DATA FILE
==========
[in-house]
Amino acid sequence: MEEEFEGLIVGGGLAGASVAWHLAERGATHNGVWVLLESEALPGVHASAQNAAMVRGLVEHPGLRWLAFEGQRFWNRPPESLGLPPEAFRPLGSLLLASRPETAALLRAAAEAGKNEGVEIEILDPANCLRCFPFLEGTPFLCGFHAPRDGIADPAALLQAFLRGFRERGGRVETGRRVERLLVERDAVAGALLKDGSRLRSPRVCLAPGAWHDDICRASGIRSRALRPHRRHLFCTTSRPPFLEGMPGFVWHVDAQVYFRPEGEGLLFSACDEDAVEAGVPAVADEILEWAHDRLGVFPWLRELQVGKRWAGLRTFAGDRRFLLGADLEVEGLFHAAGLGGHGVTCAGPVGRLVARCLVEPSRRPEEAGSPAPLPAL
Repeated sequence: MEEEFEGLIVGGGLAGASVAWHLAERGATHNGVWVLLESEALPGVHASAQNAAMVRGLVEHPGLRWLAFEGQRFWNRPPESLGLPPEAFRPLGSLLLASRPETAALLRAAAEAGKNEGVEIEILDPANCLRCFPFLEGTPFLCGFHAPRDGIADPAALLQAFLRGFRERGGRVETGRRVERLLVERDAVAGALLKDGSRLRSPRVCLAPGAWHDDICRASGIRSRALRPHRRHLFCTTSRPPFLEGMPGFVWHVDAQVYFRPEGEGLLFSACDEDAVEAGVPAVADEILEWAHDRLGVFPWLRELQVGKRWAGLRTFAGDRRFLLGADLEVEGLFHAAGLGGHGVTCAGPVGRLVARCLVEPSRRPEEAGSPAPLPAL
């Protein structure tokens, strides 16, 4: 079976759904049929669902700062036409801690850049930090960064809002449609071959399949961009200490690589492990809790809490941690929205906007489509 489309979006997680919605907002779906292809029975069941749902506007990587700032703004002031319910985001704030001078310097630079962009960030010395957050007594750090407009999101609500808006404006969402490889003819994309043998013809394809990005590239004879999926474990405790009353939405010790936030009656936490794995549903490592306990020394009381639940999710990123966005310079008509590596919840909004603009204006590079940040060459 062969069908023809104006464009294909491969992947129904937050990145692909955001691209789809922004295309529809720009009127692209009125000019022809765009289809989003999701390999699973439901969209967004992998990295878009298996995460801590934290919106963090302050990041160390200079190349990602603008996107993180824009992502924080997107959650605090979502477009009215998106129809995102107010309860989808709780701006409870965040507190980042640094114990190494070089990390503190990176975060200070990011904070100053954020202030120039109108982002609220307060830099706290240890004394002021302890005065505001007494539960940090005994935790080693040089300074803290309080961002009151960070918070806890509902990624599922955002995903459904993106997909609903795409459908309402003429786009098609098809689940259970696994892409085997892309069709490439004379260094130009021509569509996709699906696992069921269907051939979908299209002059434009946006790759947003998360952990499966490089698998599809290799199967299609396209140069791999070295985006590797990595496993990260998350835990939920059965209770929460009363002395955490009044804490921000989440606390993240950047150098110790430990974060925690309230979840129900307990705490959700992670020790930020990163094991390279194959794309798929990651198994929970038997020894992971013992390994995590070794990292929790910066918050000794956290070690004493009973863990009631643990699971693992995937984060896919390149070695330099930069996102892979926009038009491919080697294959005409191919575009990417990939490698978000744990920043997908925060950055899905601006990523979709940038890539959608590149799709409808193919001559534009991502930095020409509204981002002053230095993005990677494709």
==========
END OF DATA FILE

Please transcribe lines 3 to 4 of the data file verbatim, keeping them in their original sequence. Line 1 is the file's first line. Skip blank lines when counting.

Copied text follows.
Repeated sequence: MEEEFEGLIVGGGLAGASVAWHLAERGATHNGVWVLLESEALPGVHASAQNAAMVRGLVEHPGLRWLAFEGQRFWNRPPESLGLPPEAFRPLGSLLLASRPETAALLRAAAEAGKNEGVEIEILDPANCLRCFPFLEGTPFLCGFHAPRDGIADPAALLQAFLRGFRERGGRVETGRRVERLLVERDAVAGALLKDGSRLRSPRVCLAPGAWHDDICRASGIRSRALRPHRRHLFCTTSRPPFLEGMPGFVWHVDAQVYFRPEGEGLLFSACDEDAVEAGVPAVADEILEWAHDRLGVFPWLRELQVGKRWAGLRTFAGDRRFLLGADLEVEGLFHAAGLGGHGVTCAGPVGRLVARCLVEPSRRPEEAGSPAPLPAL
């Protein structure tokens, strides 16, 4: 079976759904049929669902700062036409801690850049930090960064809002449609071959399949961009200490690589492990809790809490941690929205906007489509 489309979006997680919605907002779906292809029975069941749902506007990587700032703004002031319910985001704030001078310097630079962009960030010395957050007594750090407009999101609500808006404006969402490889003819994309043998013809394809990005590239004879999926474990405790009353939405010790936030009656936490794995549903490592306990020394009381639940999710990123966005310079008509590596919840909004603009204006590079940040060459 062969069908023809104006464009294909491969992947129904937050990145692909955001691209789809922004295309529809720009009127692209009125000019022809765009289809989003999701390999699973439901969209967004992998990295878009298996995460801590934290919106963090302050990041160390200079190349990602603008996107993180824009992502924080997107959650605090979502477009009215998106129809995102107010309860989808709780701006409870965040507190980042640094114990190494070089990390503190990176975060200070990011904070100053954020202030120039109108982002609220307060830099706290240890004394002021302890005065505001007494539960940090005994935790080693040089300074803290309080961002009151960070918070806890509902990624599922955002995903459904993106997909609903795409459908309402003429786009098609098809689940259970696994892409085997892309069709490439004379260094130009021509569509996709699906696992069921269907051939979908299209002059434009946006790759947003998360952990499966490089698998599809290799199967299609396209140069791999070295985006590797990595496993990260998350835990939920059965209770929460009363002395955490009044804490921000989440606390993240950047150098110790430990974060925690309230979840129900307990705490959700992670020790930020990163094991390279194959794309798929990651198994929970038997020894992971013992390994995590070794990292929790910066918050000794956290070690004493009973863990009631643990699971693992995937984060896919390149070695330099930069996102892979926009038009491919080697294959005409191919575009990417990939490698978000744990920043997908925060950055899905601006990523979709940038890539959608590149799709409808193919001559534009991502930095020409509204981002002053230095993005990677494709």